For Surfers, All Waves Lead to Hawaii
03-02-06 Julia Chaplin
SPENDING time on the North Shore of Oahu, just 30 miles from the urban sprawl of Honolulu, provides a crash course in the hang-10 lifestyle. Old surfboards serve as signposts for the driveways of wooden bungalows, the fronts of shops and the turnoff points for restaurants at this fabled surf Mecca. Even the barbecue delivery car has a surfboard strapped sideways on its roof as a makeshift billboard.
There is hardly a waiter, store clerk or bartender around who doesn't have a ripped physique, a sun-burned nose and flip-flops barely encasing scraped-up feet - all signs of the hard-core surfer. Out in the lineup, in the calm water just outside the break where throngs of surfers jockey to catch waves, it is not uncommon to see Hawaiian grandmothers longboarding among teenagers covered in tribal tattoos doing aerial maneuvers.
Pro surfers, especially those who grew up on the North Shore, rule the hierarchy. Local surf stars like Fred Patacchia, Pancho Sullivan, Jamie O'Brien and Megan Abubo, who was the stunt double for Michelle Rodriguez's character in the film "Blue Crush," can be spotted hauling groceries to their trucks at the parking lot at Foodland or at Haleiwa Joe's, the North Shore equivalent of the Ivy in Beverly Hills, where pros and potential sponsors dine, and contest victory celebrations are held. On a recent morning at Cafe Haleiwa, decorated like all restaurants here with old surf photos and paintings of giant barreling waves, Ms. Abubo, tanned and muscular, was fielding calls from producers for television programs and commercials looking for stunt doubles and pro surf specimens.
"The North Shore is a little like going back in time," Ms. Abubo said. "Even though the crowds have tripled in the last few years, people still hitchhike to get around, and there's a tightknit community. It's the best place in the world for a surfer to live."
The North Shore is now in a rather sticky situation of courting fame while trying to preserve an old-school, precrowd vibe. The throngs began to show up, boards under arms, soon after the release of "Blue Crush" four years ago. The Drew Barrymore-Adam Sandler film "50 First Dates," episodes of "Baywatch" and the WB reality series "Boarding House: North Shore" were all recently filmed here.
And the primetime hit "Lost" - its base camp in the tropical vegetation between Haleiwa, the historic town founded by missionaries in the 1800's on the southwest end of the North Shore, and Waimea Bay - has set scenes on dozens of the coconut-strewn sandy beaches and thick jungles here. (An amusing pastime for fans is to ferret out locations like the site of a plane crash scene, which was shot just to the left of a Y.M.C.A. camp on Farrington Highway.)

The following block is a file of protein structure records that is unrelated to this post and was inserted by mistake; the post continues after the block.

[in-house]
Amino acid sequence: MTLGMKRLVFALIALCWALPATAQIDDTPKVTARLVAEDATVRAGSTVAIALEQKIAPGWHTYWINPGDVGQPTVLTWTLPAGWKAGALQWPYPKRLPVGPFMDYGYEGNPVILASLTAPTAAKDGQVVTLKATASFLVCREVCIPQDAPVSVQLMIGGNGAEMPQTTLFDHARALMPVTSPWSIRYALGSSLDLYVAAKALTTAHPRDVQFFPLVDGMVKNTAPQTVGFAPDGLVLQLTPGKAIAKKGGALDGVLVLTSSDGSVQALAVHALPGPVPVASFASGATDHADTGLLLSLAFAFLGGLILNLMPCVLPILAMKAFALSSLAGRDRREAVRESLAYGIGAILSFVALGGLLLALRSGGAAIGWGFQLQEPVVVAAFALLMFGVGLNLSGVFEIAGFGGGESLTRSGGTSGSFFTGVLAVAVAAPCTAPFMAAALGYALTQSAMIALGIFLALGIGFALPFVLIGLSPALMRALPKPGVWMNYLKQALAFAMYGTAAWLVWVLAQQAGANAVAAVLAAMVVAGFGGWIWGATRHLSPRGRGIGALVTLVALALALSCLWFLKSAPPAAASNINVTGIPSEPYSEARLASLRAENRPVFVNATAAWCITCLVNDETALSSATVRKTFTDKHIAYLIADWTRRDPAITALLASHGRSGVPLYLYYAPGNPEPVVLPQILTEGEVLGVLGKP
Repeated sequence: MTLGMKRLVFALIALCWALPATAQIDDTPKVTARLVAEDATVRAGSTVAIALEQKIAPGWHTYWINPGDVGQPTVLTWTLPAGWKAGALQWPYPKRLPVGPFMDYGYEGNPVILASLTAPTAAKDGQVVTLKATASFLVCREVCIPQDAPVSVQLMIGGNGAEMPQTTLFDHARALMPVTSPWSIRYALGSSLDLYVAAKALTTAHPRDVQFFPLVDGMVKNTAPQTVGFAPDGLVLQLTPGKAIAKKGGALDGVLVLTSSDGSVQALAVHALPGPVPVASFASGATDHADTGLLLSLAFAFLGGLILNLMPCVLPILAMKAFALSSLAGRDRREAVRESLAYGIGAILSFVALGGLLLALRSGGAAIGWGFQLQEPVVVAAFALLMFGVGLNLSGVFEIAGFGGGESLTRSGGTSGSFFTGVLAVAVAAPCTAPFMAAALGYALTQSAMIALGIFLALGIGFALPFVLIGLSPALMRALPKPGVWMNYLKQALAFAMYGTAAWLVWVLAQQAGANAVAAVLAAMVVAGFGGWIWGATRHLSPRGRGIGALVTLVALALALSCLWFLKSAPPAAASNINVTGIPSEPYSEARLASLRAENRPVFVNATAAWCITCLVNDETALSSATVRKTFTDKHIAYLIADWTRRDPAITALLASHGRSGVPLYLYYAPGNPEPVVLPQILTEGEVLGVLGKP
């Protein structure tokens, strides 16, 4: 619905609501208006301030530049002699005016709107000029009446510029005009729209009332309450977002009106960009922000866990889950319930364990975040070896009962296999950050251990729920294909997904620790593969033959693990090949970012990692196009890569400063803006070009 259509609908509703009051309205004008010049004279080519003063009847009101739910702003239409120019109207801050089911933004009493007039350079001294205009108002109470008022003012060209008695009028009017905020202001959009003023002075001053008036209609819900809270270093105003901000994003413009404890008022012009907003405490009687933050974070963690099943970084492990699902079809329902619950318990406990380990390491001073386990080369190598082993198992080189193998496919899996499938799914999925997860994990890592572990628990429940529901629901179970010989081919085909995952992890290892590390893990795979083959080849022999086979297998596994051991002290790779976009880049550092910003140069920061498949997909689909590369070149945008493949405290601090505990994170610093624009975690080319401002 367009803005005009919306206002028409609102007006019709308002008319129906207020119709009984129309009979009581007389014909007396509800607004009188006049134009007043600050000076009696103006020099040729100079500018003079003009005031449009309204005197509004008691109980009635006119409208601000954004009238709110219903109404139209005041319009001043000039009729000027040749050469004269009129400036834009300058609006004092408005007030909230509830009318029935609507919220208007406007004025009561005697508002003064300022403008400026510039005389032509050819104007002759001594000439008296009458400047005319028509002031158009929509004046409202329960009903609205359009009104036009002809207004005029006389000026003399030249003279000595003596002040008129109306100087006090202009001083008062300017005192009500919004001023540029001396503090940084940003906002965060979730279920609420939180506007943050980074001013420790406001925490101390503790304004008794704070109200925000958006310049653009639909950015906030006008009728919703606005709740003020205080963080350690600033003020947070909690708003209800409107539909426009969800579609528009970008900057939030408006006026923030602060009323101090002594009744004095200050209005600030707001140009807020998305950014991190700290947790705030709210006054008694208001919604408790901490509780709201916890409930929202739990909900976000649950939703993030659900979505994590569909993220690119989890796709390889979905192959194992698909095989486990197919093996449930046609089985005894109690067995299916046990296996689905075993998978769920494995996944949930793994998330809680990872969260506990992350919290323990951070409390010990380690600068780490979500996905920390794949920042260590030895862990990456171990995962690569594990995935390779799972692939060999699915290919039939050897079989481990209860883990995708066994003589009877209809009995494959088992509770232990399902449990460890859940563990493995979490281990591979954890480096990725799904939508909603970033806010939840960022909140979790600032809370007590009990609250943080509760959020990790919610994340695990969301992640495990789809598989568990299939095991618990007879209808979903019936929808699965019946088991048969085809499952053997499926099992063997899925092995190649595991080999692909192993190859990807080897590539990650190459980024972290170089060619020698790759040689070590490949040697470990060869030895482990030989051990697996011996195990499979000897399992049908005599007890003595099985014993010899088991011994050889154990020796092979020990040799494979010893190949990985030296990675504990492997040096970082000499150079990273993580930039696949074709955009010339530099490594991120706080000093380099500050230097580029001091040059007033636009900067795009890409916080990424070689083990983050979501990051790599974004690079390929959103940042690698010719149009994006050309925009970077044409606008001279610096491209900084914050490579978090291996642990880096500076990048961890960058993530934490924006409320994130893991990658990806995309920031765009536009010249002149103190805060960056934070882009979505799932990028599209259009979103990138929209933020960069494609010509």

Yet, its Hollywood connections aside, the feeling at this seven-mile stretch of world-class surf breaks and rolling, grassy fields, is like that of a junior high, where the cool kids are surfers and the nerds are outsiders (especially tourists) who don't possess killer tans and/or deft surfing skills. "Even celebrities who come here, like Owen Wilson or Brian Grazer, get dropped in on in the lineup," said Leah Metz, a surfer and massage therapist, who was standing in a bikini scoping out the action at the Laniakea break with her friend Ms. Abubo on a recent mid-morning.
So far, the local community has succeeded, to a degree, in maintaining its surfing heritage. There are no high-rise condos, only one resort hotel and just a handful of small guesthouses. Residents recently stopped a developer's plan to construct a 55-store shopping mall, and the North Shore Community Land Trust, a collective that includes the pro surfer Kelly Slater and the musician Jack Johnson, has helped to raise $7 million to preserve a 200-acre parcel that overlooks Sunset Beach and Banzai Pipeline.
This is hardly the strip's first brush with fame. Hawaiian royalty braved the swells on impossibly long wooden surfboards hundreds of years ago, but it wasn't until the late 1930's that a few surf pioneers living in Honolulu began trekking over in search of bigger thrills. The area was rugged country sparsely populated by farmers and plantation workers, and the waves, which can charge upward of 20 feet in the winter months and once every few years to a heart-stopping 40 to 50 feet, were considered unridable death wishes. (In fact, one 17-year-old surfer, Dickie Cross, drowned in Waimea Bay's 35-foot surf in 1943, warding surfers off for more than a decade.)
All that changed in the late 1950's, when a group of California daredevils including Pat Curren, Mickey Muñoz and Greg Noll, the founder of Greg Noll Surfboards, known for barreling down giant faces in jailhouse-striped swimming trunks, dared to paddle out. They were youthful counterculture rebels living in rustic shacks on the beach, defying nature just for kicks, all with mischievous smiles and beers in hand. Their images, documented in surf magazines and movies, wowed the Gidget-fueled surf craze that was sweeping the nation, and the lineups have been clogged ever since. "Surfing wasn't about money back then," said Mark Cunningham, a retired North Shore lifeguard and renowned body surfer. "Surfers always lived cheaply and scraped by."
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